All posts by Michael_Bottles_SH
Everyone knows the rough facts of what temperature to serve wine at, don’t they? Red is for the cellar, white is for the fridge, right?
Kind of, yeah; but as always seems to be the case with wine, it gets a lot more complicated than that when you really try and do things right. This is basically because different types of reds are better at certain temperatures, as are different types of whites. There are still, however, some general principles you can follow to make it easier on yourself when it comes to actually pouring any out for guests (or yourself).
In terms of beach bars – hell, maybe just bars and beaches in general – few have stories like those of Saint-Tropez and the legendary spots lining the idyllic Pampelonne beach. Along with luxury, glamour and celebrities, the area and its lifestyle have become synonymous with rosé wine.
Summer is here, which means it’s time for picnics, terraces, whatever; we all know that the best thing about this time of year is that you get to drink during the day, out in the sun. It’s the perfect time to brush up a little bit on how to pick the right wine for the occasion. If you’re going to be tipsy outside by 16:00 in the afternoon, you might as well do it right.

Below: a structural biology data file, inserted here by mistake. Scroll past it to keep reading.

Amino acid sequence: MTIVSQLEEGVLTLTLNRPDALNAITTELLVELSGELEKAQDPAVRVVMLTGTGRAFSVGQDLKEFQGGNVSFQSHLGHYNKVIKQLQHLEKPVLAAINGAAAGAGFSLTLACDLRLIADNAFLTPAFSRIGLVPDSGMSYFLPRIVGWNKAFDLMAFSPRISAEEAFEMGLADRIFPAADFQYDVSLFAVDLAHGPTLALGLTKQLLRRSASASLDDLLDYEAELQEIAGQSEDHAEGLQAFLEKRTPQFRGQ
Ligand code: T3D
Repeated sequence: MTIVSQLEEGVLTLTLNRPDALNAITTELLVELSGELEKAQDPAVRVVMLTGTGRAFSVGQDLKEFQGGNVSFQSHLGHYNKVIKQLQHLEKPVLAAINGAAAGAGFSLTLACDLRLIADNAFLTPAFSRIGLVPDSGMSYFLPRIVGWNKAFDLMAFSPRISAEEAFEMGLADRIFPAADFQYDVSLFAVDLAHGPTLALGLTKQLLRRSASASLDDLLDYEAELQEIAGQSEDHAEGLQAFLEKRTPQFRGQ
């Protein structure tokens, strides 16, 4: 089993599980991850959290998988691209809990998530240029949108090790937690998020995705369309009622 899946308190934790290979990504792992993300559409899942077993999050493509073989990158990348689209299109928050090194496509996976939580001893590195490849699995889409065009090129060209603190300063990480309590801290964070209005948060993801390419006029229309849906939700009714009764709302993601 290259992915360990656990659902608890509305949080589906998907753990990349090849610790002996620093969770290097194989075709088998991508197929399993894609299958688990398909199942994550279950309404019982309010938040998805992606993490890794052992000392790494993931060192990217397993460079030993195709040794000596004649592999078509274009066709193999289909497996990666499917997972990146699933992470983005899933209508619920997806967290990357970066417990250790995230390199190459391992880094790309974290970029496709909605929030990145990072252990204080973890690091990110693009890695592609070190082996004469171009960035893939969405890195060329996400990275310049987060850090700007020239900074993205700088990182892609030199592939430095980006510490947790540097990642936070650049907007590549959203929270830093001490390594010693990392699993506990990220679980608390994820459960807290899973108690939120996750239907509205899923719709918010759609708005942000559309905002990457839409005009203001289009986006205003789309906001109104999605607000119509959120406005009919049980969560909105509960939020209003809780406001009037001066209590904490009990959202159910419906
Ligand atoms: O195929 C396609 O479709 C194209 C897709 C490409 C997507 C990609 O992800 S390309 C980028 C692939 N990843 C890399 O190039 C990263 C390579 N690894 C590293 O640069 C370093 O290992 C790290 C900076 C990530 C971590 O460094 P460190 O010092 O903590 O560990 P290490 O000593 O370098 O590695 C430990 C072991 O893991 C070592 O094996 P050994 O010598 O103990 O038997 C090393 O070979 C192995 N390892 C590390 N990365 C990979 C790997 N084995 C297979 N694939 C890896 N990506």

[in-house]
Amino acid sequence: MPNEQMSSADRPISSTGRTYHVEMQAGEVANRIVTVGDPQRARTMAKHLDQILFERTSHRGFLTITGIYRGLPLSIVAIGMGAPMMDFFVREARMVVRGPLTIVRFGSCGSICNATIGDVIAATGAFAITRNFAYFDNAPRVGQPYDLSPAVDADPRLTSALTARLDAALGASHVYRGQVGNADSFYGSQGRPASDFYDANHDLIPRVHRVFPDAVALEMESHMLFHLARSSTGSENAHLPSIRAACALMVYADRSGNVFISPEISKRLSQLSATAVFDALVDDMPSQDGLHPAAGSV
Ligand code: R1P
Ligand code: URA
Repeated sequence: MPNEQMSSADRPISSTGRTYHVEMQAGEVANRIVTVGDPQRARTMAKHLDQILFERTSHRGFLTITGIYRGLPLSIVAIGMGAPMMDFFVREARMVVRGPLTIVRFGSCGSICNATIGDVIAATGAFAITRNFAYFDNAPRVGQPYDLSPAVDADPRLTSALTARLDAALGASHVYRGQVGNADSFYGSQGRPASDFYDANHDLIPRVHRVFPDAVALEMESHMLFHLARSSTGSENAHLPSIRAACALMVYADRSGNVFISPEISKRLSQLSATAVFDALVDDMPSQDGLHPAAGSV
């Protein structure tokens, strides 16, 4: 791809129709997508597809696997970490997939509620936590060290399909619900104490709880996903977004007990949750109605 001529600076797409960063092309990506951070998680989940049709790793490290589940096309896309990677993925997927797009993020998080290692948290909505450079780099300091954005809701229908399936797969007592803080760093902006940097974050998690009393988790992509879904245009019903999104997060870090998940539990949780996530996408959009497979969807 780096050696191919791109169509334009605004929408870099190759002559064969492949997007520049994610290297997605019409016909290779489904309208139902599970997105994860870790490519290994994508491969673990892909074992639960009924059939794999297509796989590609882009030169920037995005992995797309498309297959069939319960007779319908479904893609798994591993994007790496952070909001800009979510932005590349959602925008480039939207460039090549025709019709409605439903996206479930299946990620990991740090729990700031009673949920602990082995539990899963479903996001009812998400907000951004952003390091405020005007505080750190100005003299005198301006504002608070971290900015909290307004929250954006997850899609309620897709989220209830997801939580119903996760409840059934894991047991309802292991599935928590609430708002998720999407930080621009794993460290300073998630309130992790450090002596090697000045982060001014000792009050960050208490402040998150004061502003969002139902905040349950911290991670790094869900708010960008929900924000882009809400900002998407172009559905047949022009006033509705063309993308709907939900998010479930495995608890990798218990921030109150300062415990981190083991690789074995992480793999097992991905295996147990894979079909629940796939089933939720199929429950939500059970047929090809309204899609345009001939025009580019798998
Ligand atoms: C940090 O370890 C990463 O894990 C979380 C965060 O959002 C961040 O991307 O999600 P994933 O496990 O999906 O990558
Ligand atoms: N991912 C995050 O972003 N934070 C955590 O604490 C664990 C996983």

The current fashion of wine pairing, carefully matching each course and even ingredient to a particular bottle, is a relatively recent one. But we’ve probably been eating wine with food for as long as we’ve known how to make it, which is why we’ve got some basic principles pinned down underneath all of the flashy, complex modern matching. Ask what foods are best suited to a decent bottle of wine and one of the first answers always be cheese.
But how did that come about; and just why do they go down so well together?
When diving in to the big bad world of wine, it won’t be long before you hear somebody throwing around the terms “Old World” and “New World”. This is a simple distinction that people make depending on where exactly a wine is produced. And, thankfully, the dividing line here is relatively simple.
The “Old World” refers to the European regions that first began producing wine thousands of years ago; think France, Spain and Italy. The “New World” contains regions like California, Australia and South Africa where the practice of making wine wasn’t heard of until Europeans set out to colonise the world and brought their love of homemade hooch with them.